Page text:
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Old 04-01-2019, 07:18 PM   #1
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Removing teak decks

I am thinking of looking at a fiberglass Grand Banks that has worn out teak decks.
The cost to replace them would be too high.
Are there any usable DIY alternatives that would not detract too much from the appearance and value of the boat?


Thanks,
Richard.
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Old 04-01-2019, 07:47 PM   #2
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Originally Posted by D.Duck44 View Post
I am thinking of looking at a fiberglass Grand Banks that has worn out teak decks.
The cost to replace them would be too high.
Are there any usable DIY alternatives that would not detract too much from the appearance and value of the boat?


Thanks,
Richard.
It's one of the most common questions with people looking at old trawlers. There is no easy solution - everything takes a lot of time. Probably the quickest way is to tear it all up and put nonskid. Some people say this detracts from the value of the boat, but it's really hard to say. It would definitely increase the value from where it is now if the teak is definitely destroyed.

When we bought our GB, we sanded our decks, removed all the screws, re-plugged, re-grooved, and caulked new lines. The teak had looked pretty worn out, but now it looks pretty good. Doing all that is a solid month of full time work, with some extra help on the weekends.
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Old 04-01-2019, 08:38 PM   #3
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"worn out" is a relative term.
The seller didn't think those decks were finished, or they would have been replaced. How long do you want to keep that boat? If not a very long time, get a good price, lower due to the condition of the decks and whatever else is "worn out", use it 5, 10 or 20 years and sell it off at what your purchaser considers a good price, lower due to the "worn out" condition of stuff on the boat.
If you want to have new, be prepared to pay for it.
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Old 04-01-2019, 09:00 PM   #4
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I would rip off the teak and refinish with Kiwigrip. We have teak decks on our sundeck and I wish they were fiberglass. Not having teak decks would raise the value of the boat to me.
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Old 04-01-2019, 09:05 PM   #5
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Greetings,
Mr. 44. The REAL question IMO is are there any leaks and are there any soft spots (rot) in the current decks? There are a plethora of fixes that have been discussed in the past on TF. Some more popular than others.
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Old 04-01-2019, 10:09 PM   #6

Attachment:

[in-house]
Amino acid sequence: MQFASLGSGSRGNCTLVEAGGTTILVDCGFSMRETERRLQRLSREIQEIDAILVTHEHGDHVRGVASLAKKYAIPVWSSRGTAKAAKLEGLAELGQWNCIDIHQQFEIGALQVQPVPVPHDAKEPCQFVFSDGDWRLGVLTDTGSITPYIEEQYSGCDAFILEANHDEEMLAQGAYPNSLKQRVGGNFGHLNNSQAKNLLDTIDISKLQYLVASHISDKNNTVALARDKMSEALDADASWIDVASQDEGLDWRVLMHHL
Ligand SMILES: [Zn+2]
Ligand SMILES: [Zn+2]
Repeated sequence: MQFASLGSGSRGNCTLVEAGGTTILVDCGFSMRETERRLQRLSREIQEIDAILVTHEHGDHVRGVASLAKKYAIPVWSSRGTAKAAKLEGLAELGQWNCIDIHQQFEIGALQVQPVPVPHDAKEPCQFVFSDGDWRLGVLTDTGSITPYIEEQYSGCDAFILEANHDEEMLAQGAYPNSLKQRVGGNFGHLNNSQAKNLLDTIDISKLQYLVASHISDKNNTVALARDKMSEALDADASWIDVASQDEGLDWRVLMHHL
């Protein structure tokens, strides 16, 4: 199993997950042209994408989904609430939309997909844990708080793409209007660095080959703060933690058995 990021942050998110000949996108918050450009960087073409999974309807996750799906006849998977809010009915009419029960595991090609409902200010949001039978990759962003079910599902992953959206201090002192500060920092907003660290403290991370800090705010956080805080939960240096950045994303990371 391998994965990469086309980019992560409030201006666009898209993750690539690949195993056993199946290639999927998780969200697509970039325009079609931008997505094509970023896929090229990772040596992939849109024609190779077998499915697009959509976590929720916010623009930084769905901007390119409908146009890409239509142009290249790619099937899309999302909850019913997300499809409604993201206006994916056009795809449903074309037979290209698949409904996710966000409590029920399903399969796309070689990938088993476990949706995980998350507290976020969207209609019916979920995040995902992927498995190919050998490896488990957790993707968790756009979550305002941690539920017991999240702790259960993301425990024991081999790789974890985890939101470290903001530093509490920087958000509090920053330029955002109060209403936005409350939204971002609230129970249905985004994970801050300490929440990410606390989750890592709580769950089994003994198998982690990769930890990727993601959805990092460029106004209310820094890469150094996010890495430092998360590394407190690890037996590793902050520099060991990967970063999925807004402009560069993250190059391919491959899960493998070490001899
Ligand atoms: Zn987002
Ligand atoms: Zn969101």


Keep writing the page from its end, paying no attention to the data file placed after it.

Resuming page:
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Most likely if the decks are worn out they are leaking.
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Old 04-01-2019, 10:56 PM   #7
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Can you post more detail about "worn out"? I think the problem about covering the existing with something else is adhesion, the stability of the "worn out" teak underneath, and getting a finish that looks ok despite the black caulking strips producing 2 different materials to be covered.
Is a link to the boat advert possible?
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Old 04-02-2019, 05:32 AM   #8
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Thanks all for your comments - it is an area I know nothing about having been a steel boat man for ever.
It seems Kiwigrip is the way to go if the underlying structure is sound.

If we go to look at her will post some pictures.


Cheers,
Richard
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Old 04-02-2019, 05:48 AM   #9
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TEAK Decks are usually made from almost square teak boards with calking to seal them dry.

What most TT have is a teak overlay of a plywood deck covered with a thin layer of GRP.

On many brands the "teak deck" was an up sell , more profit for the boat assemblers , importer and dealer , and not structural.

The repair and maint of a real teak deck is vastly different from maintaining/repairing/replacing a teak overlay.

The repair of a composite deck can be as easy (rip off the teak, GRP the deck) to as complex and expensive as ones wallet can stand.

It would seem the total value of the boat after repairs should be a first consideration , it makes little sense to add a $40,000 deck on a $30,000 TT.
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Old 04-02-2019, 07:23 AM   #10
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Quote:
Originally Posted by FF View Post
TEAK Decks are usually made from almost square teak boards with calking to seal them dry.

What most TT have is a teak overlay of a plywood deck covered with a thin layer of GRP.

On many brands the "teak deck" was an up sell , more profit for the boat assemblers , importer and dealer , and not structural.

The repair and maint of a real teak deck is vastly different from maintaining/repairing/replacing a teak overlay.

The repair of a composite deck can be as easy (rip off the teak, GRP the deck) to as complex and expensive as ones wallet can stand.

It would seem the total value of the boat after repairs should be a first consideration , it makes little sense to add a $40,000 deck on a $30,000 TT.
I have never seen a solid Teak Deck as you describe it. Would anybody on this forum have a deck like that?
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